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10/07/07 4:24 PM ET

Report: Boss says Torre's job on line

Steinbrenner doubts skipper will be back if Yankees lose

NEW YORK -- Joe Torre's Yankees must advance to the American League Championship Series for the longtime manager to keep his job, owner George Steinbrenner said on Saturday.

Speaking in a telephone interview with The Record of Hackensack, N.J., which published his remarks on Sunday, Steinbrenner said that Torre's 12-year run at the helm is at stake as the Yankees face a 0-2 deficit to the Indians in the American League Division Series.

"His job is on the line," Steinbrenner told the newspaper. "I think we're paying him a lot of money. He's the highest-paid manager in baseball, so I don't think we'd take him back if we don't win this series."

Torre, who has managed the Yankees since 1996, is earning $7 million this year. He is not under contract for the 2008 season, making him a notable potential free agent in a Yankees group that includes Jorge Posada, Mariano Rivera and perhaps Alex Rodriguez.

"It's that time of year," Torre said. "It's what we do here. I've been here for 12 years. You try to do what you need to do, and that's make sure you concentrate on what you need to concentrate on.

"Comments from above are certainly within someone's right to do that, there's no question, but for me to respond to it or feel more pressure from it -- then I think I'm doing a disservice to this organization.

"I'm here to win ballgames and manage a ballclub. I do the best I can, and if it's decided it's not good enough, well, we've been here before. Then it's time for them to make a decision."

Steinbrenner told The Record that Torre has "been good for us over the years," and the Yankees have made the playoffs in each of Torre's 12 seasons. But they are facing first-round elimination for the third consecutive season on Sunday.

New York is pinning its Game 3 hopes on 45-year-old Roger Clemens, pitching opposite Cleveland's Jake Westbrook as the Indians try for the series sweep at Yankee Stadium. Torre said that the topic of Steinbrenner's comments did not come up in a pregame meeting he had with his players, sensing that the personality of his club was "fine."

"Everybody seemed pretty loose," Torre said. "To me, when you're in the situation I'm in, your job is always on the line. I don't think that's any secret. If that's fair or unfair, that's not for me to decide. That's for someone else to decide. We just talked baseball out there. I don't think that's fair to add something more than we need to have."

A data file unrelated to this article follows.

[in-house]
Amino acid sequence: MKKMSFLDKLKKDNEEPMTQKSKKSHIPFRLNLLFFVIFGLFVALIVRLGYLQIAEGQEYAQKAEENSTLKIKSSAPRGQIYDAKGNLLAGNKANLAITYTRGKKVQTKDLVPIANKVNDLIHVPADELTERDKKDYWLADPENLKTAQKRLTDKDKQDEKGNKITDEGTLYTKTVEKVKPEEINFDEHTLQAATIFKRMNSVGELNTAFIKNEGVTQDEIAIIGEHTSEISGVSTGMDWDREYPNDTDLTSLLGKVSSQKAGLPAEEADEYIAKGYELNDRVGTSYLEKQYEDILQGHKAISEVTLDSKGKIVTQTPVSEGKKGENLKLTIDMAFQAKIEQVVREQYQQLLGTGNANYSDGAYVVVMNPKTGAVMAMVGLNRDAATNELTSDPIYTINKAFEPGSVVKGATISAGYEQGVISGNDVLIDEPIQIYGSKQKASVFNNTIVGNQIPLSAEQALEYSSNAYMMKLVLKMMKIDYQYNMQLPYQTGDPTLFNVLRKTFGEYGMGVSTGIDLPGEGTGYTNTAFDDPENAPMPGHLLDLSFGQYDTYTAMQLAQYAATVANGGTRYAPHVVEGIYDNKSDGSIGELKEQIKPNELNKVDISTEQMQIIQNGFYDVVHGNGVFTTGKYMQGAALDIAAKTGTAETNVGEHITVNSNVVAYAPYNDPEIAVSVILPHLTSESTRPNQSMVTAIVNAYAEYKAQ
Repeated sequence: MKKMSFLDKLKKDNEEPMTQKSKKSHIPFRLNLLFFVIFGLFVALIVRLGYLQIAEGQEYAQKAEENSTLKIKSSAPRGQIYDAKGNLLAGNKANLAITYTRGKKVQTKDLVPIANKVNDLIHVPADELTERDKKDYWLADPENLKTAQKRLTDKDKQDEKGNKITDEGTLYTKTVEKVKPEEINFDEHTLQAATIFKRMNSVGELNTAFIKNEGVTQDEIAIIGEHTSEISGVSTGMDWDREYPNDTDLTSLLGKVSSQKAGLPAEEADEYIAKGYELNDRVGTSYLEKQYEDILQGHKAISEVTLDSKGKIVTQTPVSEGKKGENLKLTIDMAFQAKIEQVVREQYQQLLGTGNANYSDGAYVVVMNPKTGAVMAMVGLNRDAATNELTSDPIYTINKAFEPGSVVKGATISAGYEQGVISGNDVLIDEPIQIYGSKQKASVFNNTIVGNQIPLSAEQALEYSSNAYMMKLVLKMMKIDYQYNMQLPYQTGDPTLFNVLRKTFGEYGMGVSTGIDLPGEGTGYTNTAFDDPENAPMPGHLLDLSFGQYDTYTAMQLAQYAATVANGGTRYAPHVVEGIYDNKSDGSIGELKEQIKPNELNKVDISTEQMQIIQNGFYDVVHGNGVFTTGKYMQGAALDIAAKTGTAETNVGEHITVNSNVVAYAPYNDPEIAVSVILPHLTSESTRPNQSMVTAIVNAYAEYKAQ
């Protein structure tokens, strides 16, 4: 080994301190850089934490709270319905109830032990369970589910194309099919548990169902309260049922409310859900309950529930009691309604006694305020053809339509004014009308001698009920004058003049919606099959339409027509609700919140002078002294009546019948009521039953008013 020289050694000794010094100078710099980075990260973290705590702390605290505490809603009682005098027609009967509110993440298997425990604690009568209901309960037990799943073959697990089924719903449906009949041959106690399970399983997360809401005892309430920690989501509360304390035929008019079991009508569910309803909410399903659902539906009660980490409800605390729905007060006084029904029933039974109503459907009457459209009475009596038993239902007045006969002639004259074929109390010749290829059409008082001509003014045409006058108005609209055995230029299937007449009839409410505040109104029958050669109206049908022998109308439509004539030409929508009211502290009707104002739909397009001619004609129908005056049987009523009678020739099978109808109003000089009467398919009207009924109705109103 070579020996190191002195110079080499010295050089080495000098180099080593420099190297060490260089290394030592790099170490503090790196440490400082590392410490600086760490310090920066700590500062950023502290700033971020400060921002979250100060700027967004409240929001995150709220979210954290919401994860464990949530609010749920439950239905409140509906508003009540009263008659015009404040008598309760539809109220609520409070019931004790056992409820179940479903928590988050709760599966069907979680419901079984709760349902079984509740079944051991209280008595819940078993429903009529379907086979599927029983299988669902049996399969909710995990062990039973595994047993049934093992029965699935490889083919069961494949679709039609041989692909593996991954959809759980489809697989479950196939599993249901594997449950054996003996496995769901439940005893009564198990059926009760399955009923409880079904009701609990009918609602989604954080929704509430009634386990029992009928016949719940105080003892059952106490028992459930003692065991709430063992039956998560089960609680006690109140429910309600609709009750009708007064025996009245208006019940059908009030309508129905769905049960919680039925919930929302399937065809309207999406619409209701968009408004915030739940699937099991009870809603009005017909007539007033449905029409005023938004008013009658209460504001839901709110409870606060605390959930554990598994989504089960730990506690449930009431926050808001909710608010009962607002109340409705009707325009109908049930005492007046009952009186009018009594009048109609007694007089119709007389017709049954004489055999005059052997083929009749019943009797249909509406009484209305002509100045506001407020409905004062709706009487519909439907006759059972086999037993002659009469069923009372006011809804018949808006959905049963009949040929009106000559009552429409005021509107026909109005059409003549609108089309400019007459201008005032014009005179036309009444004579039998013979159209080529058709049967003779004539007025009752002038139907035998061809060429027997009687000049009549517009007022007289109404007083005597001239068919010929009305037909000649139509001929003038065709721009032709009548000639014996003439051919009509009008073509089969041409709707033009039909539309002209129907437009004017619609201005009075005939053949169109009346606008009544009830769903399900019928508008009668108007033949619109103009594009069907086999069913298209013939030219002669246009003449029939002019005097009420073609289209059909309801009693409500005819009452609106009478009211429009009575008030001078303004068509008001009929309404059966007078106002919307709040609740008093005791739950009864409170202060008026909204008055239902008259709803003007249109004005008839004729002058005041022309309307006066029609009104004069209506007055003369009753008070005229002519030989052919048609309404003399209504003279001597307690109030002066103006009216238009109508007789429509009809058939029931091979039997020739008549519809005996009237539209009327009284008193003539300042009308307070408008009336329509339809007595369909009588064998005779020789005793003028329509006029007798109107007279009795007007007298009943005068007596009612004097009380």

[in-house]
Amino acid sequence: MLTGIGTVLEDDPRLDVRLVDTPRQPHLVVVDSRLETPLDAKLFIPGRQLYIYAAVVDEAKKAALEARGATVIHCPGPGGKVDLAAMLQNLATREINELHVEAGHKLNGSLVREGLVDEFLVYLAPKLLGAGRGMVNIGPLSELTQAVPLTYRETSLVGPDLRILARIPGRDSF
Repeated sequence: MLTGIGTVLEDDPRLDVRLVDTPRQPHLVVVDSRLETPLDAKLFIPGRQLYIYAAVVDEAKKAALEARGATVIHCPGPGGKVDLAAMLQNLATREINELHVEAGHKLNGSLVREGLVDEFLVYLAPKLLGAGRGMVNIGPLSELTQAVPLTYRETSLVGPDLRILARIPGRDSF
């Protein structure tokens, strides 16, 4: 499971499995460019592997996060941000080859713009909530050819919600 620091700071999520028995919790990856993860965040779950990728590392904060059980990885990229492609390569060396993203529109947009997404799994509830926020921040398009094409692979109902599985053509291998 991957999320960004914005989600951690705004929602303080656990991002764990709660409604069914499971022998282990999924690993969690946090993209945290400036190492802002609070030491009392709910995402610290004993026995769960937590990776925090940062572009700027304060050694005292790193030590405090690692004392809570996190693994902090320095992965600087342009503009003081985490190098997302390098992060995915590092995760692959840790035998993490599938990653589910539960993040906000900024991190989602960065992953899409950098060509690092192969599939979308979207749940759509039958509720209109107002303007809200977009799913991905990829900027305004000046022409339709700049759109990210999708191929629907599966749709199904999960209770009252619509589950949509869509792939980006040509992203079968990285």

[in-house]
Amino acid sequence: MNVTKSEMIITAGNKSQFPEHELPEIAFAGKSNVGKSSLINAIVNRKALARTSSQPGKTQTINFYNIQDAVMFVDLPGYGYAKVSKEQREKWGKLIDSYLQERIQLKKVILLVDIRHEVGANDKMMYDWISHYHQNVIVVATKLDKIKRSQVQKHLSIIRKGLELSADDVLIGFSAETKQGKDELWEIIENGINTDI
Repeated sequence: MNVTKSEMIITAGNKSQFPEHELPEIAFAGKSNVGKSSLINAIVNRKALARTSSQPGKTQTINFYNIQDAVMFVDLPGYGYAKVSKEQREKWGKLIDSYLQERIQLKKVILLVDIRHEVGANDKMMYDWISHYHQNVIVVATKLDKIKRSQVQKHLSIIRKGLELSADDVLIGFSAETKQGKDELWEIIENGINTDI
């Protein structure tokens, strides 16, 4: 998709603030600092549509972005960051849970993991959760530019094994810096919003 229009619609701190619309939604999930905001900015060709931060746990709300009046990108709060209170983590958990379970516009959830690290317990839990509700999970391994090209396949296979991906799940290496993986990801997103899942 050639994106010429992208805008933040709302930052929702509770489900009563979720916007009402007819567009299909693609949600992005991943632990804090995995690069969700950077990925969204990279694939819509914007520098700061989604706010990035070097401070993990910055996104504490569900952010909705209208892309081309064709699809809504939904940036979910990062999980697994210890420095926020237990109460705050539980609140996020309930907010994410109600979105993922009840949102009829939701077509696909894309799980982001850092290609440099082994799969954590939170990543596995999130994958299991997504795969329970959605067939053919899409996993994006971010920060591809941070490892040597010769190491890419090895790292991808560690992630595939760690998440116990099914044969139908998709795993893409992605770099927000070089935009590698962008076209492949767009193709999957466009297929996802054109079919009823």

Addressing reporters on Saturday, Torre looked at the Yankees' 0-2 deficit and said that the club needed to find out what it is made of, and that it cannot take time to feel sorry for itself.

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The 77-year-old Steinbrenner, who has reserved his words in recent years, instead opting to release most of his commentary through public relations man Howard Rubenstein, agreed with Torre's assessment.

"I think that's a good statement," Steinbrenner said. "They'd better show what they're made of."

Torre said that he understands criticism from Steinbrenner and the Yankees front office is a fact of life in the Bronx.

This is not the first time he has come under fire in 2007 -- through Rubenstein, Steinbrenner offered a vote of confidence for Torre following the club's lackluster 21-29 start, while putting general manager Brian Cashman "on a big hook."

Torre, who last spoke with Steinbrenner directly to go over the Yankees' ALDS roster, said that he had not been offered any such ultimatums -- win or else -- earlier in the season.

"This time of year, it's always the same question," Torre said. "It was last year for a number of days after we lost to Detroit [in the ALDS]. It's certainly not something you enjoy having to put up with, but the fact of the matter is that it's what goes with the territory."

In a wide-ranging interview with The Record, Steinbrenner also had choice words for umpire Bruce Froemming, the crew chief who opted to continue play in Friday's Game 2 despite swarms of small winged bugs, called midges, that unnerved rookie closer Joba Chamberlain in the eighth inning as Cleveland tied the game, which eventually ended in 11 innings with the Indians winning, 2-1.

"He won't umpire our games anymore," Steinbrenner said of Froemming, who is retiring after this season.

Steinbrenner also acknowledged Rodriguez's future, as the probable American League MVP remains hitless in this ALDS (entering Sunday's action) and in his last 19 postseason at-bats.

"I think we'll re-sign him," Steinbrenner said of A-Rod. "I think he's going to have a good run the rest of the [postseason]. I think he realizes New York is the place to be, the place to play. A lot of this [postseason] is laying on his shoulders, you know, but I think he's up to it."

Steinbrenner told the newspaper that he maintains full control over the Yankees, despite published reports of his failing health.

"I'm doing all right," Steinbrenner said. "I'm fine."

Bryan Hoch is a reporter for MLB.com. This story was not subject to the approval of Major League Baseball or its clubs.